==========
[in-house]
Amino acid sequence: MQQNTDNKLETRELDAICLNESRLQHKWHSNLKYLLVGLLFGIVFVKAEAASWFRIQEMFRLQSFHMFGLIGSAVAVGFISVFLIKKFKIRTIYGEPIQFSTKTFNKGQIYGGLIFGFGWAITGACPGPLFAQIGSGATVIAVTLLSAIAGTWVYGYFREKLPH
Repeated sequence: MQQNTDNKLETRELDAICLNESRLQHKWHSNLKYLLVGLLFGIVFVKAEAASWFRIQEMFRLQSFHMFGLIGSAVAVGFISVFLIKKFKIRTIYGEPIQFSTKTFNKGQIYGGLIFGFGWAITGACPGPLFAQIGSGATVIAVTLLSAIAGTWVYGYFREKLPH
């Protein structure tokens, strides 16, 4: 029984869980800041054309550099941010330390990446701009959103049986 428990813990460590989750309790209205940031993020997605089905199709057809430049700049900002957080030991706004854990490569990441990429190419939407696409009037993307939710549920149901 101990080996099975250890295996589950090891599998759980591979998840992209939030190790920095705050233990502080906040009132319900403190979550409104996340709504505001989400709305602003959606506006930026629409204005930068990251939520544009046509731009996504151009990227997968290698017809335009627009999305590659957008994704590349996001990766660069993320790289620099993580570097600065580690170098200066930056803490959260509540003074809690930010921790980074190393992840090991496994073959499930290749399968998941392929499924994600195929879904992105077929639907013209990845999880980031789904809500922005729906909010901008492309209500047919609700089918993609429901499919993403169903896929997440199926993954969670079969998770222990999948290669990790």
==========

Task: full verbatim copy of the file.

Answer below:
[in-house]
Amino acid sequence: MQQNTDNKLETRELDAICLNESRLQHKWHSNLKYLLVGLLFGIVFVKAEAASWFRIQEMFRLQSFHMFGLIGSAVAVGFISVFLIKKFKIRTIYGEPIQFSTKTFNKGQIYGGLIFGFGWAITGACPGPLFAQIGSGATVIAVTLLSAIAGTWVYGYFREKLPH
Repeated sequence: MQQNTDNKLETRELDAICLNESRLQHKWHSNLKYLLVGLLFGIVFVKAEAASWFRIQEMFRLQSFHMFGLIGSAVAVGFISVFLIKKFKIRTIYGEPIQFSTKTFNKGQIYGGLIFGFGWAITGACPGPLFAQIGSGATVIAVTLLSAIAGTWVYGYFREKLPH
């Protein structure tokens, strides 16, 4: 029984869980800041054309550099941010330390990446701009959103049986 428990813990460590989750309790209205940031993020997605089905199709057809430049700049900002957080030991706004854990490569990441990429190419939407696409009037993307939710549920149901 101990080996099975250890295996589950090891599998759980591979998840992209939030190790920095705050233990502080906040009132319900403190979550409104996340709504505001989400709305602003959606506006930026629409204005930068990251939520544009046509731009996504151009990227997968290698017809335009627009999305590659957008994704590349996001990766660069993320790289620099993580570097600065580690170098200066930056803490959260509540003074809690930010921790980074190393992840090991496994073959499930290749399968998941392929499924994600195929879904992105077929639907013209990845999880980031789904809500922005729906909010901008492309209500047919609700089918993609429901499919993403169903896929997440199926993954969670079969998770222990999948290669990790």